I was surprised to learn that female Great Horned Owls can produce an egg as soon as one day after copulation. Today is January 14th, so that could mean that the pair my husband observed in flagrante delicto on December 27th might not only have an egg or eggs but might be halfway through incubating them, since that process takes 30-37 days. Let me play obstetrician here and guess that the little ones are due on January 27th–which is as accurate an estimate as most human mothers-to-be get. Of course, the owlet might hatch in 37 days, February 1st. Or sometime later, depending on when the eggs were actually laid. Or sometime earlier in case they had copulated before December 27th. There’s a lot of information we’re not privy to, but this much we’re pretty sure of: they are using the same cavity.
If we keep a close eye on it, sometime in early February, we should be able to see the little ones poke their heads up and look around at the world. Last year, they had only one owlet. It’d be exciting to see any at all, but if only one little head peeks out at first, that doesn’t necessarily mean he’s the lone offspring for the year.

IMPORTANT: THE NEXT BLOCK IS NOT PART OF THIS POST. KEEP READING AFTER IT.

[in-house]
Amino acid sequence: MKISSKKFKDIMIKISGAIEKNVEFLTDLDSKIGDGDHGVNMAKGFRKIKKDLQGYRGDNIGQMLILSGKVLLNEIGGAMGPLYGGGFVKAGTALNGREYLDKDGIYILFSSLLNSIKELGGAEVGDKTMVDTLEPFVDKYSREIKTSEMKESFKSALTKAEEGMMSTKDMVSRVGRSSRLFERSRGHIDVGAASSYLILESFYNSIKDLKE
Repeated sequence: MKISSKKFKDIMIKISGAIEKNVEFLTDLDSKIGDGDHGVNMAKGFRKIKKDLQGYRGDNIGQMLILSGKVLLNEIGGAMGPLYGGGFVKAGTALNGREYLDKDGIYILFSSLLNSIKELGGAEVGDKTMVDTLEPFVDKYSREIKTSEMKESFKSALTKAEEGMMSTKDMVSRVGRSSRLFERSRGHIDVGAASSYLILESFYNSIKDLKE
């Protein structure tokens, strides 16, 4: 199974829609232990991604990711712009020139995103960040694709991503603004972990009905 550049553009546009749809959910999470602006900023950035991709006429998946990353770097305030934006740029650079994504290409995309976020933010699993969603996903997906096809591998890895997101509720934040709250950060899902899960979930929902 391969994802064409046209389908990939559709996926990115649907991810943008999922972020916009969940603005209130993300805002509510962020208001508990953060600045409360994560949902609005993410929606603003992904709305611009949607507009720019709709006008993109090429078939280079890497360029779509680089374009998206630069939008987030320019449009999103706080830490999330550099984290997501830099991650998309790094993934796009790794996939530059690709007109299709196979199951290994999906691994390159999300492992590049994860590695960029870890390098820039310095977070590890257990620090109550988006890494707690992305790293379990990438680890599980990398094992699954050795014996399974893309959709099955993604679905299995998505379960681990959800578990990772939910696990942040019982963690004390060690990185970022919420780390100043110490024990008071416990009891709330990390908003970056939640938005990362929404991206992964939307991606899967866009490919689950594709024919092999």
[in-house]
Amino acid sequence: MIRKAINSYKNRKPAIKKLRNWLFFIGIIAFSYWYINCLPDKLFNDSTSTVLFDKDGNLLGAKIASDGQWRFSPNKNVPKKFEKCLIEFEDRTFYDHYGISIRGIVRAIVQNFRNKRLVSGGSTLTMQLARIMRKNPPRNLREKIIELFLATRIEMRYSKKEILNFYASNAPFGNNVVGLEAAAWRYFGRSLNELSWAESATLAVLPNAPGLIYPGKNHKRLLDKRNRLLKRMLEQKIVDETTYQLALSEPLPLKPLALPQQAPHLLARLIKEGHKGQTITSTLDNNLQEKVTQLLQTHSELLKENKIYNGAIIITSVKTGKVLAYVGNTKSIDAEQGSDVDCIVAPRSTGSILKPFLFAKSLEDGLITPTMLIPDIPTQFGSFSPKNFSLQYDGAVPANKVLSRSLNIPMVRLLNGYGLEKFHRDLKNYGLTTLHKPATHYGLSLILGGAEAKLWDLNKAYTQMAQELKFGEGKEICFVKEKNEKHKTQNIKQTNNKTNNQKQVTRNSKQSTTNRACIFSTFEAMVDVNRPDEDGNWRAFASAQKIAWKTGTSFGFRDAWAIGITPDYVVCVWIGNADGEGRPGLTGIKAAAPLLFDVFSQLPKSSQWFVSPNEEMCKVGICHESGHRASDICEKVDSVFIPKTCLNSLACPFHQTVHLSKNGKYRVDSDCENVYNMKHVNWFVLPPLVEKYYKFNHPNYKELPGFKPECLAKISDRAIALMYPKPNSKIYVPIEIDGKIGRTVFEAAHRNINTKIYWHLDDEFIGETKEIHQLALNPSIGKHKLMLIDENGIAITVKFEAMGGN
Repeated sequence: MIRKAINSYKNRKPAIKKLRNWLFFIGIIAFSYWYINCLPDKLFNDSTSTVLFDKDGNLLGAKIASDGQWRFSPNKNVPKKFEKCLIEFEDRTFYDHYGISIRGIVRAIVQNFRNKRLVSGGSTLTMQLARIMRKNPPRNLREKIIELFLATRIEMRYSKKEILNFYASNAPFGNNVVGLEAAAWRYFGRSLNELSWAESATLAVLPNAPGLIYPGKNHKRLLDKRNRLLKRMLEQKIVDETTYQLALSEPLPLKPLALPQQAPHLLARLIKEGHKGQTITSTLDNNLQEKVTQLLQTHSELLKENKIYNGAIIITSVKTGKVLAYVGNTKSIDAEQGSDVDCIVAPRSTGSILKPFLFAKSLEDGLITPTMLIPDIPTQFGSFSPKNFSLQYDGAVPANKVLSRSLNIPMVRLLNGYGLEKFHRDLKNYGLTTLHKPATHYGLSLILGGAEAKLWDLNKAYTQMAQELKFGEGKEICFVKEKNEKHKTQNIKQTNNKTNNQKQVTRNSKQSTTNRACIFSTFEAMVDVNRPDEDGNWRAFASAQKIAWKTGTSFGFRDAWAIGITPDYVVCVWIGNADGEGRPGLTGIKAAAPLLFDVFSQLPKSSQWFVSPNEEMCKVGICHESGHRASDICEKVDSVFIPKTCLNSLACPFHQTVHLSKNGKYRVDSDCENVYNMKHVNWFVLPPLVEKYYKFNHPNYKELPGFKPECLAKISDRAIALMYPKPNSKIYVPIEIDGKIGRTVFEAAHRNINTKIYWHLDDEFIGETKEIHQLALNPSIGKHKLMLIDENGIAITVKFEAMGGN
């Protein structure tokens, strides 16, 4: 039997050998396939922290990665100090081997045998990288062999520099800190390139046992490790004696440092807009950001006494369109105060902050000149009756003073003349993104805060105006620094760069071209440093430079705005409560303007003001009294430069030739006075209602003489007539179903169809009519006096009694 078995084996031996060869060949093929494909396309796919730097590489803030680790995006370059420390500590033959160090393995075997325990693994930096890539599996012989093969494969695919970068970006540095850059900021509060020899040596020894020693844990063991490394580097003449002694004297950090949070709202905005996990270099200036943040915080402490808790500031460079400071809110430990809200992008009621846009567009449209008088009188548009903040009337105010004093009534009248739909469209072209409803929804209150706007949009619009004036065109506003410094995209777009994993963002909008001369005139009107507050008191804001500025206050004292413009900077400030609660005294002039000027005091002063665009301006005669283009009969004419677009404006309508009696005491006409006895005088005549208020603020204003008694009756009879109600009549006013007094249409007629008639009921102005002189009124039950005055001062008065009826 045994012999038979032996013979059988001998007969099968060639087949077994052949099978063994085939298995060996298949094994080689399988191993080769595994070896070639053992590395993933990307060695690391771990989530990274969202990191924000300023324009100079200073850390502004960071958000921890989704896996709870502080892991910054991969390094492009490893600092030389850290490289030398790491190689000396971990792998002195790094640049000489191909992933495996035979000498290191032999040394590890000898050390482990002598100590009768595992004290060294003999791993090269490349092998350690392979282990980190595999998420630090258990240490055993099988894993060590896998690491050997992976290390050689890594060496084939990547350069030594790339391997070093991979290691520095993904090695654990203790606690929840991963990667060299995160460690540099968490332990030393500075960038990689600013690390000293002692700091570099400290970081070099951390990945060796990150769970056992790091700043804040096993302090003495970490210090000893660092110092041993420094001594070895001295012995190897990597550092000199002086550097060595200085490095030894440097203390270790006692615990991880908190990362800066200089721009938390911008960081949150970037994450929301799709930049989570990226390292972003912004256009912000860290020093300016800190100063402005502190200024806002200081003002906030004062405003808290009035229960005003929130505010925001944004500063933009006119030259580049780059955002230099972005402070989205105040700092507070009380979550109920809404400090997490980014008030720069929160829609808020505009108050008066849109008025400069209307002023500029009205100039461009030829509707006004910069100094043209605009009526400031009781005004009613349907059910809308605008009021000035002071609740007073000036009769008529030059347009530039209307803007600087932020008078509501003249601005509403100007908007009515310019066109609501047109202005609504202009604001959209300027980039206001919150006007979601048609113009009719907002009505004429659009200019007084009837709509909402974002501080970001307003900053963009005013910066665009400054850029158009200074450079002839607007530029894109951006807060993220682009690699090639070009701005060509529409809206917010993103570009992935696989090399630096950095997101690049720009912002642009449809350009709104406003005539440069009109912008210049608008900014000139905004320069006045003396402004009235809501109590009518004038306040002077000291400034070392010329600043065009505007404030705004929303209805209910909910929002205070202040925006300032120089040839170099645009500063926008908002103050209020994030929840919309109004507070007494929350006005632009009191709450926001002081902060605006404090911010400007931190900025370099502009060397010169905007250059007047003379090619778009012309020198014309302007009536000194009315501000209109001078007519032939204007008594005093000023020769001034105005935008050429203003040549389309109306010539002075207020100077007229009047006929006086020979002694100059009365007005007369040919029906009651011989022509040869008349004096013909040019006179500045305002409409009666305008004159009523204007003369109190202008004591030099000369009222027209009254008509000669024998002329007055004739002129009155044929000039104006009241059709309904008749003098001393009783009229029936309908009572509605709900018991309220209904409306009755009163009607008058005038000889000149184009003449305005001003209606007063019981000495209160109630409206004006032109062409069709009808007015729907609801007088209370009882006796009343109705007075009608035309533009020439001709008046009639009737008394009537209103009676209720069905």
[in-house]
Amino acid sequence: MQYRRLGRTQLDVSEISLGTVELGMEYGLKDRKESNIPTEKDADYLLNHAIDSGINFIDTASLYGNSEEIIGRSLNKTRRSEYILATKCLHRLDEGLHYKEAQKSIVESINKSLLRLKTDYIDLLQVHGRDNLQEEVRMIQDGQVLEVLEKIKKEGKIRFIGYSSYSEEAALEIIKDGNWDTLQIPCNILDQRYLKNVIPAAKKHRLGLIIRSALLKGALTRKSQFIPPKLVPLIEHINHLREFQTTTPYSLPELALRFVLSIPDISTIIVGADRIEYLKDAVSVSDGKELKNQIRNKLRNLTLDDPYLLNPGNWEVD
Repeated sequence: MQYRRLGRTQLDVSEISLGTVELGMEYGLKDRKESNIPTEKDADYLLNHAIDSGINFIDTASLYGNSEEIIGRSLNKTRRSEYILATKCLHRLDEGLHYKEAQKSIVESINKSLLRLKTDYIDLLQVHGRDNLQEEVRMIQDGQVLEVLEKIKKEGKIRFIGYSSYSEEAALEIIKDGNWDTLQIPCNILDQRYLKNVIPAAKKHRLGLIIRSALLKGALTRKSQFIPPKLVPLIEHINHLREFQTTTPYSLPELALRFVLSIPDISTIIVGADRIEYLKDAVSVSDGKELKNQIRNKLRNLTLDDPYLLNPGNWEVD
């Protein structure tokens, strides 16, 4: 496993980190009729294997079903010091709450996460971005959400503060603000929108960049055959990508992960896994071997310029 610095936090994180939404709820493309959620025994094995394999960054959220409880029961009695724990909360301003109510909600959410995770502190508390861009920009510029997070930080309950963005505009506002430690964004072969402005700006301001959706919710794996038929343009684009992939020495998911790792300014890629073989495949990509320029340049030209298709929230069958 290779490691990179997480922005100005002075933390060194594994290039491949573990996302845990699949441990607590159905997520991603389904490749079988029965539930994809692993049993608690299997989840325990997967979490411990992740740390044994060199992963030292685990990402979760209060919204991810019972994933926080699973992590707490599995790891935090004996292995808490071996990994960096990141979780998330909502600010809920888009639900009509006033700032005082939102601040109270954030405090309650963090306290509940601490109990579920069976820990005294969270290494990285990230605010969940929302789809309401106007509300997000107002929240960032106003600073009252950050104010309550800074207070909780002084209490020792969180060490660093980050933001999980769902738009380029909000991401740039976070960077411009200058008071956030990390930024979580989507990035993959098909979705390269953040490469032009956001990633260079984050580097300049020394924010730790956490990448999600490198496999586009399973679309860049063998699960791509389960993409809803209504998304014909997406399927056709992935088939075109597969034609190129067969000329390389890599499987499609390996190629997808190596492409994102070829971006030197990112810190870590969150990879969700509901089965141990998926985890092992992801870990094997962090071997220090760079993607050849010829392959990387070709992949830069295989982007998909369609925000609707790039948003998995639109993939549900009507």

Great Horned Owls appropriate nests built by others–Red-tailed Hawks and squirrels, for example. But since those nest sites deteriorate by the time one breeding season ends, the owls don’t reuse it. A good cavity, however, that is another matter. The wonderful cavity they’ve been nesting in escaped destruction in the tornado that hit here last May 31st. The tree sustained massive damage. Everything above forty feet was wiped out–as were the nearby tall conifers that the owls used to roost in during the day to avoid being harassed by smaller birds. But a good cavity is nothing to sneeze at, and the neighbors who live nearest that Sycamore tell me that they’ve seen the owls in that tree. So presumably, the female is, as I type, hunkered down in that cavity in the fork of the Sycamore tree where they nested last year. I wonder if the baby is kicking yet.